Steadfastness In Spiritual Practice
Swami Chidananda

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Radiant Immortal Atman! Blessed and beloved children of the Divine! Nishtha means steadfastness, establishment in a certain state. It is a word which does not find a place in raja yoga or in the description of bhakti yoga. In a specific manner it is not a part of your sadhana, yet throughout the individual seeking soul’s spiritual life, it is the key, it is the key to success in his abhyasa (practice), in his sadhana.

Whether you are a Vedantin, whether you are a bhakta, whether you are a raja yogin, whether you are a karma yogin, whatever path you are following, whatever sadhana you are doing, whatever abhyasa you are engaged in, you must be firmly centred in it, and you must refuse to be drawn out of it by any temptation, attraction, any outer force or factor, whether it be an object or a thing, a person, a situation or an enjoyment—by anything in this outer, created universe. After all, what is this created universe? It is but an accumulation of vrittis and things, of names and forms and it is an accumulation of various tempting experiences—you can smell through the nose, taste through the tongue, see through the eye, hear through the ear, or touch through the skin.

The pilgrims who are passing by on the way to Nilakanth are not concerned with Haridwar or Rishikesh or Sivananda Ashram. They have come from villages hundreds of miles around in order to reach Nilakanth. They are only intent upon Nilakanth, reaching Nilakanth, carrying water for Lord Mahadev. Of course, if you ask them where they are going they may tell you, or if a car is coming they will move out of the way. But all that they will do automatically; they are not concerned about it. Their main concern is Nilakanth. They have nishtha, their whole attention is fixed upon Nilakanth.

Even so, you are a traveller upon this earth. You are a pilgrim soul; you have a destination to reach and you are moving towards it. While you are moving towards it, if you allow yourself to be attracted towards some external thing, fall into a temptation, allow yourself to be diverted into a bypass by some attraction, or by some delusion thinking that it is important, or by some idle curiosity or by day-dreaming or giving exaggerated importance to something other than your destination, then you are delayed, your progress is stopped.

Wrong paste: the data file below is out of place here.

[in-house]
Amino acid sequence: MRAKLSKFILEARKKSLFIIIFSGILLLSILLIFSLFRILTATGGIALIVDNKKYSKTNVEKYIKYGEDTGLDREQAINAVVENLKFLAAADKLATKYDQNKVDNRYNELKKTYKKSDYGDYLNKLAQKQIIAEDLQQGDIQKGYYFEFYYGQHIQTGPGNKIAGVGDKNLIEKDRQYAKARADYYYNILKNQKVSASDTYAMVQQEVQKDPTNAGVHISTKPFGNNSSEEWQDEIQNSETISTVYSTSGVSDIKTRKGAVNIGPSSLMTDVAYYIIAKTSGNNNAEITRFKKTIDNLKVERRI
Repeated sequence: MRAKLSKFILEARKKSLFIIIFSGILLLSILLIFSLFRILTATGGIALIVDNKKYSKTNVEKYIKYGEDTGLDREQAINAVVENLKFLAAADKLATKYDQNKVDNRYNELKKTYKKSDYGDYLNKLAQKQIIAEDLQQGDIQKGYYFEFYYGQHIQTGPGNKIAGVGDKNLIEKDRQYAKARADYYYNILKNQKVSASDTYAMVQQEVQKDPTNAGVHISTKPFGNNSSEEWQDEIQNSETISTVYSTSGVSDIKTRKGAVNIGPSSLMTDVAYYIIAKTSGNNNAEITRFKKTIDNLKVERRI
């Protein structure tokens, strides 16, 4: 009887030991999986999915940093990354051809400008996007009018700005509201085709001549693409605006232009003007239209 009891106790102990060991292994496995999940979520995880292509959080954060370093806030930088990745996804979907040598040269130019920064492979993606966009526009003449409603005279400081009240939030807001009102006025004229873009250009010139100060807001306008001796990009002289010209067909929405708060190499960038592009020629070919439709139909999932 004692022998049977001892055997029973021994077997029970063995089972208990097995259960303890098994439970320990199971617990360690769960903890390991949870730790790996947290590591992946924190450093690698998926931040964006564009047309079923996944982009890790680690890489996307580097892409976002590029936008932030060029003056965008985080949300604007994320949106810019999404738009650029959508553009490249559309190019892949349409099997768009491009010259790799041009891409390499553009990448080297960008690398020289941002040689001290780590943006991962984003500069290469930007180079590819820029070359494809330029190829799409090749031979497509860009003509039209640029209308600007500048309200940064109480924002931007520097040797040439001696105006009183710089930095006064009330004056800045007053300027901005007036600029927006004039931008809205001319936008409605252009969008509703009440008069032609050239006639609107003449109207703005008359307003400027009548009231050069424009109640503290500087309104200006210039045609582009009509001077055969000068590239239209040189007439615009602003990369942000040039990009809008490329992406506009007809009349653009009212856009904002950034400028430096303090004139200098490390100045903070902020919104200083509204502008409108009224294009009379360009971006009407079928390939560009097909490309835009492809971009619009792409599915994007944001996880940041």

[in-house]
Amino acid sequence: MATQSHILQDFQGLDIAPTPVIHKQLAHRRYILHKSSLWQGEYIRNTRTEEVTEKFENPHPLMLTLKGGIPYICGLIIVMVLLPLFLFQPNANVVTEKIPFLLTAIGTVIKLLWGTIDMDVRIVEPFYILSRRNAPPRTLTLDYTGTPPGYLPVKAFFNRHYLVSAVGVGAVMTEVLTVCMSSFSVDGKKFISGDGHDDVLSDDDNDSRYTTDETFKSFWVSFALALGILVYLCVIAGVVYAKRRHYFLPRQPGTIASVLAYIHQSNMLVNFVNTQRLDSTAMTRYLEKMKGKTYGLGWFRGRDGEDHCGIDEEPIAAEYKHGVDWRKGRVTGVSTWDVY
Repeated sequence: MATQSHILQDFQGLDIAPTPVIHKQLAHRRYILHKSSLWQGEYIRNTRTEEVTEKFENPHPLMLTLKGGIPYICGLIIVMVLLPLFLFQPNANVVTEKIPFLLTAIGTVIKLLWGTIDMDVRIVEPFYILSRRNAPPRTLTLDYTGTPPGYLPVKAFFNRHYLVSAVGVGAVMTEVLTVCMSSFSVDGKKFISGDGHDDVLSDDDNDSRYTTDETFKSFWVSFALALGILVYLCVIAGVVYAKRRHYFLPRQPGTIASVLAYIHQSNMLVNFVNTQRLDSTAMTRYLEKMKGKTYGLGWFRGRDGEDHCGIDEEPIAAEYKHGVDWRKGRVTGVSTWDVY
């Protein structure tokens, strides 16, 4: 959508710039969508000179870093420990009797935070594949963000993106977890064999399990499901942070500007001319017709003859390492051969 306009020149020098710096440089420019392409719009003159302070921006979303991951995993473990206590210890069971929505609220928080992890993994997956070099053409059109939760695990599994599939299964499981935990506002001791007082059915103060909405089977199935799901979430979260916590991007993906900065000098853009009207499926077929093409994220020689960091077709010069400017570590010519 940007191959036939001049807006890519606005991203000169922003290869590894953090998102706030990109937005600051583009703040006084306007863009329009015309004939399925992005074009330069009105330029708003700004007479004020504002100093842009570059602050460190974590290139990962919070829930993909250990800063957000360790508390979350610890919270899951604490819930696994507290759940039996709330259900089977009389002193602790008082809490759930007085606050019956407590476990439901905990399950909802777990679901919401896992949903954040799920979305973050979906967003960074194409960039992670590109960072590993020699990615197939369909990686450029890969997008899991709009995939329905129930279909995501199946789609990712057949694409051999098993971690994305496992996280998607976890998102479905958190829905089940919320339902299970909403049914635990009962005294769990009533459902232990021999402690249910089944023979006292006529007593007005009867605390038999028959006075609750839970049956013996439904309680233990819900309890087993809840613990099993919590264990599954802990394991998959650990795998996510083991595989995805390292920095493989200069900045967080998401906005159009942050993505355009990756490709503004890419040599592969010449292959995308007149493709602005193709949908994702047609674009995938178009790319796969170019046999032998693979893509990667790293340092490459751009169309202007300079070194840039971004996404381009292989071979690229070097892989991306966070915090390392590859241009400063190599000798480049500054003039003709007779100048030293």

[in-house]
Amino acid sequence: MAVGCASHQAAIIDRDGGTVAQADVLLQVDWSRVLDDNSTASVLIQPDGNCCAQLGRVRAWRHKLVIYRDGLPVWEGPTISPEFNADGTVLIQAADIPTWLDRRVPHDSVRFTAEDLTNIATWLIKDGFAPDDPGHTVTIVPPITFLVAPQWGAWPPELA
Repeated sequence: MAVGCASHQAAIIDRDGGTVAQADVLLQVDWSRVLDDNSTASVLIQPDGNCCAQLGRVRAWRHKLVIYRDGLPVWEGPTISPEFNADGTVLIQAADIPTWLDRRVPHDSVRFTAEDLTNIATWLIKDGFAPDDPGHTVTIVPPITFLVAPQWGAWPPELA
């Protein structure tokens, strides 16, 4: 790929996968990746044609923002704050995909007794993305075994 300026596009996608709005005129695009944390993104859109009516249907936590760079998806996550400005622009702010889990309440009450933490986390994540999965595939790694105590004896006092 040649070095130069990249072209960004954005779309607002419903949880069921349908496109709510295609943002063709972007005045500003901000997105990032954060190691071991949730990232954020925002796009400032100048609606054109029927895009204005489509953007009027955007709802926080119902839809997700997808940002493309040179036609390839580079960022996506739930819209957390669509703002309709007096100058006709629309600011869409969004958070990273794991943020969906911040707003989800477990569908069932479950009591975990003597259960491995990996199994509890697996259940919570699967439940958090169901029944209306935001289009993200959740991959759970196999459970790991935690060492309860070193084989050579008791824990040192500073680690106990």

Therefore, like a person with a definite destination, resolutely moving towards it and not allowing himself to be distracted or diverted hither and thither, a sadhak or a bhakta or a Yogi is a person of nishtha. He is firmly centred in the Self or absorbed in bhakti bhav and devotional practices, absorbed in the ishta or completely dedicated to an inner state of meditation, always in a state of meditation. But, nevertheless, he would be fulfilling all the necessaries of worldly life, seemingly a part of the scene, but never really a part of the scene.

Even so, be rooted in the Self. Be firmly established in your ideal. Be firmly established in your quest. Be firmly established in your abhyasa. Be firmly established in your resolve. Do not budge from it. Do not allow anything to draw you away from the central quest. That is the hallmark of a uttama adhikari (best qualified aspirant), of a true sadhak.

Again and again in his writings and teachings, Gurudev used the terms determination, tenacity, fixity and firm resolution. Become firmly established, never letting go of the centre, never letting go of the vision of the Goal. No matter how complicated a particular day might be, ever be established in the centre of your life, the quest, the ideal for which you are living. That should not in anyway be affected or altered. The inner promptings of your antahkarana, your consciousness, should always be the same: abidance in God, becoming totally established, nishtha. Nishtha in your abhyasa, nishtha in your sadhana, nishtha in your Yoga and eka-nishtha bhav in all that you do—that is very, very necessary.

Not only is this nishtha necessary for continuously moving towards the Goal and succeeding, it is also very, very necessary as a great armour, a great protection against influences that may try to draw you away from the path. When you are abiding in the Self, when your whole attention is centred upon yoga abhyasa and your sadhana, your inner way, then you have no time to be diverted by others. A hundred different forces or influences or attractions may be around you, but you are not aware, because you have no interest in them, you are no longer concerning yourself with them. Why? Because you have developed nishtha, you are practising nishtha.

Nishtha is your great boon. Nishtha is to be cultivated diligently and firmly adhered to. Continuously strive to strengthen your nishtha. That is your guarantee against all failure, all downward pull, all backsliding. Nishtha is your wealth, nishtha is your strength. Nishtha will be your sure protection.

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